By Jair Martinez
In the depths of the world’s oceans, marine life is consuming plastic at an alarming rate, and although the impact is not as visible, even coral is submitting to this lethal trend. According to this recent study by The Ocean Cleanup, scientists think they have found the root of this issue, and it isn’t what you might think.
From the depths of African deserts to the trenches of the seas, the world is comprised of diverse ecosystems that make up life on planet Earth today. Although life is fascinating, it also grows increasingly fragile as human ignorance towards nature is putting many life forms at risk.
As land is cleared through industrialization in the form of factories pumping pollutants into both the air and sea, the diversity of our world is under threat. In fact, it’s estimated that 2,000 species go extinct each year and among the most threatened ecosystems of all are the ones that exist in the oceans.
The future of coral reefs in particular, looks very bleak. Coral reefs make up 25% of all marine life as there are thousands of different species of fish, crustacea, bacteria and more that live in reefs around the world.
However, these ecosystems are dying at an alarming rate. According to a 2011 report by the World Resources Institute, as many as 75% of the ocean’s coral reefs are currently endangered—a figure that’s expected to rise to 100% by 2050.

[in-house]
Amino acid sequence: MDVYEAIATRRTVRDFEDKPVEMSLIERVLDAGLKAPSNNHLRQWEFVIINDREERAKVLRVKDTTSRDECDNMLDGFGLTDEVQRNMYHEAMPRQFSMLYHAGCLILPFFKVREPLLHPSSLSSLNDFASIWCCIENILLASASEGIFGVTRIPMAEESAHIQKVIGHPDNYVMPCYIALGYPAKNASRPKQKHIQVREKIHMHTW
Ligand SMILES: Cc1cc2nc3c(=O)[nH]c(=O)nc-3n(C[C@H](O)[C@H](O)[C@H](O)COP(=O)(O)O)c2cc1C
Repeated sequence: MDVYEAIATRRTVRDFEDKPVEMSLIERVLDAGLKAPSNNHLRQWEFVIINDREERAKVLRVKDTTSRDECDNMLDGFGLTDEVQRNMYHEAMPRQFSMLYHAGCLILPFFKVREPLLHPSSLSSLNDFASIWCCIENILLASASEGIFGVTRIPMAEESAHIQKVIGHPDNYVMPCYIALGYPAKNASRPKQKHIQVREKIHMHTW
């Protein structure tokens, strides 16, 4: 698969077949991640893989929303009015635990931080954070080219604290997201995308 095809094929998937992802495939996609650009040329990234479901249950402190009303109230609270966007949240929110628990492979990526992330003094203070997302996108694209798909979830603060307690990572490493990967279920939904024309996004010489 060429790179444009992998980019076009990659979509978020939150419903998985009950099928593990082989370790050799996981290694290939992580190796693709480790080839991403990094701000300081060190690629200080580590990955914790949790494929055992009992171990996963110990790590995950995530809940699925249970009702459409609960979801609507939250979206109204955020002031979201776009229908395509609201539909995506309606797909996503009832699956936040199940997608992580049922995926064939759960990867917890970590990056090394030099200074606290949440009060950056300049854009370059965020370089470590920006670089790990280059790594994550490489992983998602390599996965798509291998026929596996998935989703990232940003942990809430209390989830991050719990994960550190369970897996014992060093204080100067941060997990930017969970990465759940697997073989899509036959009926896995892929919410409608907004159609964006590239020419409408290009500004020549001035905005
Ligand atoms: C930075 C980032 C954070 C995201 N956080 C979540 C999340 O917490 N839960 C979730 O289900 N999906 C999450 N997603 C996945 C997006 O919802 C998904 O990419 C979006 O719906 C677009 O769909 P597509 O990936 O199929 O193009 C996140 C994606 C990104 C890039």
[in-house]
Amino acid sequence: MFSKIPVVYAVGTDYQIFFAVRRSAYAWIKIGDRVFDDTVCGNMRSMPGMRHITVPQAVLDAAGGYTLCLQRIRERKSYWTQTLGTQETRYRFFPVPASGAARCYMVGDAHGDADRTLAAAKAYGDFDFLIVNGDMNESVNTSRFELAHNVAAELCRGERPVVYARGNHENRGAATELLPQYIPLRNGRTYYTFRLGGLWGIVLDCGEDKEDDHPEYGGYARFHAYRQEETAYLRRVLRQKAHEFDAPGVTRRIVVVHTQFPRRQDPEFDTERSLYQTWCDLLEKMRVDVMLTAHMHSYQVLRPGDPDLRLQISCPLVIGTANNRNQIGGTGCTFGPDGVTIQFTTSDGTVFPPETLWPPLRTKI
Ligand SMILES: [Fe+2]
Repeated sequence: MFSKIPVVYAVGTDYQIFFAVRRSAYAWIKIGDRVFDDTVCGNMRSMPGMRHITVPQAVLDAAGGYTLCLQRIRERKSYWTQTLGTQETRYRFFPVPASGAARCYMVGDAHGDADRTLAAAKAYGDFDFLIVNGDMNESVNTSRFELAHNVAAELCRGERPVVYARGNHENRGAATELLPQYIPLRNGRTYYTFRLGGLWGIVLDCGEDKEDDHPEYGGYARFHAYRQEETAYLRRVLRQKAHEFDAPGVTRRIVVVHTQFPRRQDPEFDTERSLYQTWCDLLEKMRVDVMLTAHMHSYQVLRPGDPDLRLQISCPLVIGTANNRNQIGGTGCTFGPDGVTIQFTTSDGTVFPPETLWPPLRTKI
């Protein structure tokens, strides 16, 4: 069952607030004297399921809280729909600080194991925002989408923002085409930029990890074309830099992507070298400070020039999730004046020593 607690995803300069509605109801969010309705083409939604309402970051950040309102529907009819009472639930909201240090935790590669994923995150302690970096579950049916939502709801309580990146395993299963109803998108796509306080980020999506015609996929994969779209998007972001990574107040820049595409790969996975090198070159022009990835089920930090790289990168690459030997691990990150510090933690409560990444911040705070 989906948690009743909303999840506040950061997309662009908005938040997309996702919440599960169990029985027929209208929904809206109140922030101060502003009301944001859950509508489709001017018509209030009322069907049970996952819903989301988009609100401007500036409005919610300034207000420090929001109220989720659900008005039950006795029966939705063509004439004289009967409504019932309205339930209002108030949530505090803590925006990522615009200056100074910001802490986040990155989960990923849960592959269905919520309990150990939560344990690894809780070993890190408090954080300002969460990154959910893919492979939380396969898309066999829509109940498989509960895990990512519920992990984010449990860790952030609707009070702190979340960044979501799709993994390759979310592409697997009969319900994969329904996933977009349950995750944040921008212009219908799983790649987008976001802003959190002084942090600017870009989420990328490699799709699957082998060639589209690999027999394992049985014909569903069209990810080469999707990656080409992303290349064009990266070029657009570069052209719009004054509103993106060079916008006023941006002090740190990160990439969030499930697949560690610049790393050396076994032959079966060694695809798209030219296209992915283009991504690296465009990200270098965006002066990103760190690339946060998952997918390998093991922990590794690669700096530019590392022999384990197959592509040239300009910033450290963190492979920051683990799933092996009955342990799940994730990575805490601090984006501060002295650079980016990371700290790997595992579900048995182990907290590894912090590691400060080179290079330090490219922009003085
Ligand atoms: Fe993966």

Sadly, scientists have recently begun to speculate that plastic is the main culprit for the irreparable damage to the coral reefs brought upon by overfishing, tourism, development and climate change. Researchers concluded that coral polyps, the organisms that form coral reefs, were consuming small pieces of plastic in alarming amounts, which get stuck in the organisms’ stomachs—a process that could prove to be a death sentence. Like humans, fragile corals need nutrients from food as well as sunlight in order to survive, and if they continue to consume plastics, they could find themselves facing starvation.
For anyone who has ever picked up litter on the beach, it is clear how widespread the problem is. In fact, it’s estimated that the plastic being dumped in our oceans equates to some eight million tons every year. It seems that society is less aware of the damage our wastefulness is causing beneath the waves. Hopefully, this study will show people just how far-reaching the problem of pollution can be.